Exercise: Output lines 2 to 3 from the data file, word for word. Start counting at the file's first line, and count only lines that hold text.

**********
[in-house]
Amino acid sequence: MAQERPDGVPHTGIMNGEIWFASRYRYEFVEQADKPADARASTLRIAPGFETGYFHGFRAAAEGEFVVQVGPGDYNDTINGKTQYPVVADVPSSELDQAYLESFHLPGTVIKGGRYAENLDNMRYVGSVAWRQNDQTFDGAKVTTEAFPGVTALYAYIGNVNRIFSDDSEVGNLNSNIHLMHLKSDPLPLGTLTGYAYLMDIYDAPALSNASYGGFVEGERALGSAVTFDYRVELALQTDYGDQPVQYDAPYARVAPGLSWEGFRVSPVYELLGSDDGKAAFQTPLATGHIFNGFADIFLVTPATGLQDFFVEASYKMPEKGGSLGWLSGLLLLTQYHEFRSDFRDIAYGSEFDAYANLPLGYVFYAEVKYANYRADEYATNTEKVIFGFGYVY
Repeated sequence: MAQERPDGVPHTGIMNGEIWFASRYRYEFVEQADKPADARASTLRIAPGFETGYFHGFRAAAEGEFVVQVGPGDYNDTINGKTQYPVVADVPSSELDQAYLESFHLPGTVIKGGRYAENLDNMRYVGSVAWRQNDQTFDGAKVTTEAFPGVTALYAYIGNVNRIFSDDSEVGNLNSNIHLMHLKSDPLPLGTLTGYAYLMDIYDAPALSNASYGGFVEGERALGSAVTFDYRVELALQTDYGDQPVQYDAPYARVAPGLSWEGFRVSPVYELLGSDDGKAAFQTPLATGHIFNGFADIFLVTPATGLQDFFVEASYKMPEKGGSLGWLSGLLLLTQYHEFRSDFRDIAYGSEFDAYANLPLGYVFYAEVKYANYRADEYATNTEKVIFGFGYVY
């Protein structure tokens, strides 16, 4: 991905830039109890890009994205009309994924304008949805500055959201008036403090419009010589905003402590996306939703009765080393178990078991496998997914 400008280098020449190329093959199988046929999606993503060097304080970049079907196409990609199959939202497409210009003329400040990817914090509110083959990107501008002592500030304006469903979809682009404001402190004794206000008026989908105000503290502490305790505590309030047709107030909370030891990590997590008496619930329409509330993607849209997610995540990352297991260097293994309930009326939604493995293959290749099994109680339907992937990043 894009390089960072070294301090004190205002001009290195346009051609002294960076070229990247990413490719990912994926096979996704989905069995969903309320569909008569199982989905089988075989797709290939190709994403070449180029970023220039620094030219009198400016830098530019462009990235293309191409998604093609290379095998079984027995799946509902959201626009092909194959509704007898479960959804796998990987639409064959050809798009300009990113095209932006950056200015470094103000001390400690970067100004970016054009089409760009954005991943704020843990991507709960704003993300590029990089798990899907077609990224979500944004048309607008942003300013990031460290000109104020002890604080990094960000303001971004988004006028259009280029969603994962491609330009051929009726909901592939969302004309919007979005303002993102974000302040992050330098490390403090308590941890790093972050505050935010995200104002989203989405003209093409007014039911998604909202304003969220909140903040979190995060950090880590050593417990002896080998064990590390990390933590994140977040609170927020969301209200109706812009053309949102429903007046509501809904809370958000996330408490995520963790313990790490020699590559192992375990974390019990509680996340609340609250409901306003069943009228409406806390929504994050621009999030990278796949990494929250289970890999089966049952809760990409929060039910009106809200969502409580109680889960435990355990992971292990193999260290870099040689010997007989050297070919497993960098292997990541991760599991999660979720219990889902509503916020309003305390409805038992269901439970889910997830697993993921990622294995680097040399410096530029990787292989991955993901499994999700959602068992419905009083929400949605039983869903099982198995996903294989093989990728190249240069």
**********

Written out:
Amino acid sequence: MAQERPDGVPHTGIMNGEIWFASRYRYEFVEQADKPADARASTLRIAPGFETGYFHGFRAAAEGEFVVQVGPGDYNDTINGKTQYPVVADVPSSELDQAYLESFHLPGTVIKGGRYAENLDNMRYVGSVAWRQNDQTFDGAKVTTEAFPGVTALYAYIGNVNRIFSDDSEVGNLNSNIHLMHLKSDPLPLGTLTGYAYLMDIYDAPALSNASYGGFVEGERALGSAVTFDYRVELALQTDYGDQPVQYDAPYARVAPGLSWEGFRVSPVYELLGSDDGKAAFQTPLATGHIFNGFADIFLVTPATGLQDFFVEASYKMPEKGGSLGWLSGLLLLTQYHEFRSDFRDIAYGSEFDAYANLPLGYVFYAEVKYANYRADEYATNTEKVIFGFGYVY
Repeated sequence: MAQERPDGVPHTGIMNGEIWFASRYRYEFVEQADKPADARASTLRIAPGFETGYFHGFRAAAEGEFVVQVGPGDYNDTINGKTQYPVVADVPSSELDQAYLESFHLPGTVIKGGRYAENLDNMRYVGSVAWRQNDQTFDGAKVTTEAFPGVTALYAYIGNVNRIFSDDSEVGNLNSNIHLMHLKSDPLPLGTLTGYAYLMDIYDAPALSNASYGGFVEGERALGSAVTFDYRVELALQTDYGDQPVQYDAPYARVAPGLSWEGFRVSPVYELLGSDDGKAAFQTPLATGHIFNGFADIFLVTPATGLQDFFVEASYKMPEKGGSLGWLSGLLLLTQYHEFRSDFRDIAYGSEFDAYANLPLGYVFYAEVKYANYRADEYATNTEKVIFGFGYVY